Although I’ve been in North Carolina for nearly 15 years, my roots are Midwest. I did most of my growing up in Wisconsin (I’m a bona fide cheesehead), and most of my family is there, in Illinois and Minnesota. Last week I headed to America’s Dairyland to visit with Mom.
You wouldn’t think getting from here to there could be such a production, but Mom lives 2 hours from the nearest airport and there are no direct flights, with connections being 40 minutes (too risky) or nearly 3 hours. It makes for a long travel day, but a nice plate of sushi helped me pass the time. Thank goodness major airports have turned into shopping malls with terminals. Kayak told me I could actually get to Alaska in the same amount of time it takes to get to Mom in Wisconsin. How crazy is that? And yes, on April 29, it was snowing when I arrived.
But it’s all worth it to see her. Just look at this cuteness!
|Looking good at 85!|
Mom and I have always lived near one another with the exception of the past 5 or 6 years. It’s been tough for both of us. Sometimes we cry when I arrive or when I leave, and this time we cried when I called to say I had arrived safely at the airport on my way home.
It’s been quite an adjustment now that we’re 1,200 miles apart, but since we have so little time together these days, I try to make the most of what we have. And no matter the distance, we’re always with each other in our hearts.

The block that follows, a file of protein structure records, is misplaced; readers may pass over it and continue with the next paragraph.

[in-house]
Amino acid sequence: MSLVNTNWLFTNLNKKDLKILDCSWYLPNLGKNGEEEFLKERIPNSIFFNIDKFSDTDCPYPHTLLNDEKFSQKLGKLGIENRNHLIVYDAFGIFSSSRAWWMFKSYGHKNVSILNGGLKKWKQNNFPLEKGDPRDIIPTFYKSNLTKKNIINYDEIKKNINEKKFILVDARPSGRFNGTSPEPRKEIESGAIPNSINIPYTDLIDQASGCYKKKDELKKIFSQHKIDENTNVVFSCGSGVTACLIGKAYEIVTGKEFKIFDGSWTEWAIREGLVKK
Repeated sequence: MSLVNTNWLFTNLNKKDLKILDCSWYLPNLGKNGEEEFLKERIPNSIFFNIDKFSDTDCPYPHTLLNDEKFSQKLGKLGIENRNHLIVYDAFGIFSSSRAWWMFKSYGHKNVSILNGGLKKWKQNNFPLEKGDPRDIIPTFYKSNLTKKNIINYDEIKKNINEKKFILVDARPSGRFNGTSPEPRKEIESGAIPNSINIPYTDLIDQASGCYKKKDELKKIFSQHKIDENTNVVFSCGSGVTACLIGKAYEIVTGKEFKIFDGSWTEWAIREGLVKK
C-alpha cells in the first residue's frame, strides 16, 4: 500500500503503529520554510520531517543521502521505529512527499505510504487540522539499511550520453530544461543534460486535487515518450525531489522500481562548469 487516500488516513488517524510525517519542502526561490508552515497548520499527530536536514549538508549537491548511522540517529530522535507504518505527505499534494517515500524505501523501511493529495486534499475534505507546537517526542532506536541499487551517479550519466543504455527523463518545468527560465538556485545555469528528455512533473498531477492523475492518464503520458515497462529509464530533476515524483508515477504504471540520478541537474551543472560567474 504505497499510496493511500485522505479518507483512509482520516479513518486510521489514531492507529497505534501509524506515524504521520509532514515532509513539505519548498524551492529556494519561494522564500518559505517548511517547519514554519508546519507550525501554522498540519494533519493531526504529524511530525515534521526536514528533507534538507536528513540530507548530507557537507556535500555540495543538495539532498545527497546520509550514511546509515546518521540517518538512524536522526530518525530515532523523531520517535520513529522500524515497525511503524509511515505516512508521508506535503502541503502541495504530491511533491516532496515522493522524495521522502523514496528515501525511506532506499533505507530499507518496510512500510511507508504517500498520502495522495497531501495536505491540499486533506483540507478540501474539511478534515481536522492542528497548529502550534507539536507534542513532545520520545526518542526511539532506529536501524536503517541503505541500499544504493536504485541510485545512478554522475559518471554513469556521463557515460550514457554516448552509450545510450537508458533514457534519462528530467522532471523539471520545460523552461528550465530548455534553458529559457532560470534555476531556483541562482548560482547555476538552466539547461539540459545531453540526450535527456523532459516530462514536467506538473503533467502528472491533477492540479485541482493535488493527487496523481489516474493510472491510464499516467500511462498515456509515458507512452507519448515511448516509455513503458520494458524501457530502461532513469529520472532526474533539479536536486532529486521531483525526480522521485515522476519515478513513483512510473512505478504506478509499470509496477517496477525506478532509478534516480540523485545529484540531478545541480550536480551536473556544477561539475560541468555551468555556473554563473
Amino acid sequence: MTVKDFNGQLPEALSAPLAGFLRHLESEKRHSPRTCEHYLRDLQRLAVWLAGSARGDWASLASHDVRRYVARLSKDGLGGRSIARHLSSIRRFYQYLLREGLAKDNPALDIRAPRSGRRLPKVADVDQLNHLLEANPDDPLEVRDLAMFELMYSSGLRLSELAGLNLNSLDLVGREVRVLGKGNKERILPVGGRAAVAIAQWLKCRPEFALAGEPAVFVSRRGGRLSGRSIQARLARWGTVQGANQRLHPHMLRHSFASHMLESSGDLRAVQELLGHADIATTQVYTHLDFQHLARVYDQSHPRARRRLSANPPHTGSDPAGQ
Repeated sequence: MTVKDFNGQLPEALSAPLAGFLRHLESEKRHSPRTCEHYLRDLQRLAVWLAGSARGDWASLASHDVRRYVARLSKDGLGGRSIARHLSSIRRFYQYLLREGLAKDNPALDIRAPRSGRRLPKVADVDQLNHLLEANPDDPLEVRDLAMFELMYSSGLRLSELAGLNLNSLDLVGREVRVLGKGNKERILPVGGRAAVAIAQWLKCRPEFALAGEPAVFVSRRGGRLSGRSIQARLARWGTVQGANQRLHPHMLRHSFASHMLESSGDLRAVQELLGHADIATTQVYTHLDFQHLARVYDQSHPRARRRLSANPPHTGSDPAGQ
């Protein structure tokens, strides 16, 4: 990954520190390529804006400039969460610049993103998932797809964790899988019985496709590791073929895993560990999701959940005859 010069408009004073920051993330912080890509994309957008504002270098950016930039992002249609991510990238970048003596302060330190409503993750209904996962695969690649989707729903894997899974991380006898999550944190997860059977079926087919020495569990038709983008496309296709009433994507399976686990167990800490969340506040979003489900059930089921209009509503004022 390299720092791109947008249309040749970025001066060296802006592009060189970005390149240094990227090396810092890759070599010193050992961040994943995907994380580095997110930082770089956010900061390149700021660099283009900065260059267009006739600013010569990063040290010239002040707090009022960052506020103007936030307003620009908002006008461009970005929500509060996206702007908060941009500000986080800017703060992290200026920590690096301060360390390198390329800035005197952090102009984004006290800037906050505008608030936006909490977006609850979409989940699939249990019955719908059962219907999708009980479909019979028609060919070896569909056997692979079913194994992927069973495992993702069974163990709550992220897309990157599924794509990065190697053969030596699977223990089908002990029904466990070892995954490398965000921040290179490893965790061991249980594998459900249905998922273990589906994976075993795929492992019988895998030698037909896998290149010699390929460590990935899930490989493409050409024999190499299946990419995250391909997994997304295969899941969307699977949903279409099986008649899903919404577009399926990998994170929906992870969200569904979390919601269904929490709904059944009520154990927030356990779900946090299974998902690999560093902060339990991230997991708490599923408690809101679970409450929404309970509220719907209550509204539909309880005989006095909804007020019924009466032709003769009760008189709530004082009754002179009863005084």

During this visit, we took a day trip to see one of Mom’s closest friends. Mom and Clara have known each other since they were young girls, but hadn’t seen each other for at least 25 years. It was so sweet to see them together, chatting and laughing like they hadn’t missed a day.
|Mom and Clara|
We met Clara’s daughter and grandson who were about the nicest people I’ve ever met, and were treated to an incredible home cooked meal. Another evening we drove a full two blocks (it was raining) to see Mom’s sister who had a meal waiting for us too. You can’t drive across the street back home without a whole mess of food being put on the table. I’m all right with that. I cooked dinner for Mom one night complete with sparkling wine – we did it up nice!
I got to catch up with some dear friends of my own, my sisters, and my brother-in-law even took me out for a Friday night fish fry. One thing I miss is a good fish fry. I didn’t realize until I moved south that the Friday fish fry wasn’t a staple everywhere. It’s a Midwest and Northeast thing because of the large Catholic demographic in those regions (no meat on Fridays). The other thing I miss is a nice big bag of cheese curds. These too are found predominantly in the Midwest, Northeast, and Quebec. My opinion: everyone ought to add a bag of fresh, warm, squeaky curds to their bucket list. Seriously.
|I had breakfast with friends at the Pal Cafe.
My Grandmother worked here circa 1930s/1940s.
|With Sister Jude at the local lanes for a fish fry|
|Deep fried cheese curds. They make life better 🙂|
|Fresh cheese curds. Salty, squeaky, and not found in NC.|
It was wonderful to see Mom and spend precious time with her. Going home always throws me into self-reflection mode and this time was no different. Life is fragile and fleeting and I wish it hadn’t taken me so many years to realize that. But it’s not productive to dwell on the past, so I’ll cherish the present and embrace what the future holds.